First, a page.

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Amy Sherman-Palladino And Daniel Palladino Are Standing By The Final Four Words In "Gilmore Girls"

Creator Amy Sherman-Palladino and executive producer Daniel Palladino spoke to BuzzFeed News about what the revival’s final four words could possibly mean for a future Rory.

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After seven seasons and a bonus four-episode revival on Netflix, Gilmore Girls came to a close as creator Amy Sherman-Palladino had always intended.

“Mom,” Rory (Alexis Bledel) says to Lorelai (Lauren Graham) as they sit on the steps of the Stars Hollow gazebo.

“Yeah?” Lorelai asks.

Rory turns to face her mother. “I’m pregnant,” she says.

And then, the screen cuts to black.

Those final four words — specifically, the final two — of Gilmore Girls: A Year in the Life elicited shock from fans, who now have many questions: Is it Logan’s (Matt Czuchry) baby? What does this mean for the future of Logan and Rory’s relationship? And what about Jess (Milo Ventimiglia), who longingly stares at Rory without her knowing, alluding to the fact that he still loves her?

"I think that somebody as smart as Rory is going to take a step back and look at all the angles."

But, according to Sherman-Palladino, Gilmore Girls fans shouldn't assume Rory is going to keep the baby.

In a phone interview with BuzzFeed News this week, Sherman-Palladino, joined by her husband and Gilmore Girls executive producer Daniel Palladino, said there’s “absolutely” a chance Rory “would not forgo this alone."

“There’s nothing harder in the world than being a parent,” Sherman-Palladino said. “And if you are not equipped mentally, financially, emotionally, to take that on, you can’t do it because the consequences are ridiculous.”

Sherman-Palladino continued: “The abortion issue is so weird, you know, because it’s so testy with the world, especially the KKK world that we now live in. But I think that somebody as smart as Rory is going to take a step back and look at all the angles, and then make her decision, because it’s too important a job to make the wrong decision when it comes to kids.”

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In the revival, Rory is a 32-year-old woman who doesn’t quite have her life together. After struggling to find a steady job, she moves home to Stars Hollow, decides to write a memoir (which doesn’t have any promise of getting published), and eventually ends her affair with Logan, who is engaged to another woman. Her situation is less than ideal, as far as timing to become a parent goes.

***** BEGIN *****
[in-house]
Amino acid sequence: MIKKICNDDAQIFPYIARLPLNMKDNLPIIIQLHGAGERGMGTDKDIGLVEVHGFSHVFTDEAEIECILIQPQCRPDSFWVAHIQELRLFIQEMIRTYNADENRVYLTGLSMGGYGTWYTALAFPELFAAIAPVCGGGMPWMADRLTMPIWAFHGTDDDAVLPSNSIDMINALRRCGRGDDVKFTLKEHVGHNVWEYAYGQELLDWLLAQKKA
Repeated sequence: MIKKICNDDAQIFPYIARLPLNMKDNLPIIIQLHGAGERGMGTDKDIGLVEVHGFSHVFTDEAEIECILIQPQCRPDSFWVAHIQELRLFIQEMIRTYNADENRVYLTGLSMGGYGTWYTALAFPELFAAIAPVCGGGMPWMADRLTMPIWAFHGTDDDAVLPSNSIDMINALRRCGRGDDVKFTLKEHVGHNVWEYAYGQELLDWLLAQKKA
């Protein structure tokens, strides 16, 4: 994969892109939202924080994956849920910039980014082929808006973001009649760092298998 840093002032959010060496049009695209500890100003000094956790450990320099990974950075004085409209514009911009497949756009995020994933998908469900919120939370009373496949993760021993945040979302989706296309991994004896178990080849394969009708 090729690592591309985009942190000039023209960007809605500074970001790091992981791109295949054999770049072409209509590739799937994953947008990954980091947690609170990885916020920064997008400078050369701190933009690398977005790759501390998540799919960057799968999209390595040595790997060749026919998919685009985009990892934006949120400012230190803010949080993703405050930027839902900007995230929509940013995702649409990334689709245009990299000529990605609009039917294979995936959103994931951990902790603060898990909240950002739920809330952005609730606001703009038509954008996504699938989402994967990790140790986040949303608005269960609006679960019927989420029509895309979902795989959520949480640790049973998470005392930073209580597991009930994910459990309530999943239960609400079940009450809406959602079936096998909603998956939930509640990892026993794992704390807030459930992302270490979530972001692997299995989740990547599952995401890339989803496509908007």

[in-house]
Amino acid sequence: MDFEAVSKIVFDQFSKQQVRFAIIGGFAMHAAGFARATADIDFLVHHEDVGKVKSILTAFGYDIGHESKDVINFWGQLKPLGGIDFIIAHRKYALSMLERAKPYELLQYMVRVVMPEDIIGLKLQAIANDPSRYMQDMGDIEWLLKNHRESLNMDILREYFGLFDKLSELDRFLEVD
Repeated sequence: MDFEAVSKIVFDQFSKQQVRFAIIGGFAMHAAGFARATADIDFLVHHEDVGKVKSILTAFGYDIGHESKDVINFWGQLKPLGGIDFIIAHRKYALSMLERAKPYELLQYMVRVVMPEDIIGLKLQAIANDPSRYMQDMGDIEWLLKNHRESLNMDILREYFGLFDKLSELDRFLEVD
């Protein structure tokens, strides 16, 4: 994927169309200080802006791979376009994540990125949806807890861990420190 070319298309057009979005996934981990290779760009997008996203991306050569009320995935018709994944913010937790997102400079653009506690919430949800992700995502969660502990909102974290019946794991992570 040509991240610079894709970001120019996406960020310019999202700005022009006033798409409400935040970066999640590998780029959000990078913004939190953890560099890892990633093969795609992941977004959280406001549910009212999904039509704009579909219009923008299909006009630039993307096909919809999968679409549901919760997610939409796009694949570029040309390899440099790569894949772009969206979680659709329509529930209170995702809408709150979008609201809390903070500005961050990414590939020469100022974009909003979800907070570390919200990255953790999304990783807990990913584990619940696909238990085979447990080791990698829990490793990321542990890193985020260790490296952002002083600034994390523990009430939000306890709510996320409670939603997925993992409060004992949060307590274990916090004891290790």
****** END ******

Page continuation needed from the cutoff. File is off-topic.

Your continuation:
Sherman-Palladino said, “unless [Rory] thought, I’m really going to make a go at this and that’s really going to make me happy, and I’m really gonna make this kid happy,” she doesn't think she would have the baby. Not to mention, “32 is frickin’ young, man.”

While abortion was not all that common on television in the early 2000s when Gilmore Girls first aired, A Year in the Life premiered on Netflix in a different cultural environment. In the past year, we’ve seen Scandal, Jane the Virgin, Crazy Ex-Girlfriend, and You're the Worst all feature abortion storylines, the latter three of which were rather inconsequential.

But in order to see what future Rory ultimately decides, there would need to be more episodes of Gilmore Girls. While there’s a lot of discussion and desire for the show to continue, Sherman-Palladino says she doesn’t know if she wants to do more.

“We’re just very, very proud of these four episodes in A Year in the Life,” she said. “And for now, we’re going to leave it at that.”

There are plenty of fans who are upset that they may never get resolution to Rory's storyline, including some members of Daniel Palladino's family. "I’m getting a lot of angry letters from my nieces and younger cousins that they want more [Gilmore Girls episodes]," he said. "They’re the angriest, by the way." But no matter what happens, he and Sherman-Palladino stand by their decision to end the series the way they did.

“We didn’t do it to drive people crazy,” Palladino said. “It felt right for Rory not to solve everything in this journey." The couple very intentionally wanted an “open ending” for Rory instead of portraying a cliché, happily-ever-after where she figures out solutions to each and every one of her problems.

“We don’t like tying things up with bows because life isn’t like that, so we didn’t want an ending where it was like, And they all lived happily ever after. Proceed to vomit now,” Sherman-Palladino said.

“Your life should not have a bow on it at 32. Your life should be a wide-open field at 32 years old.”


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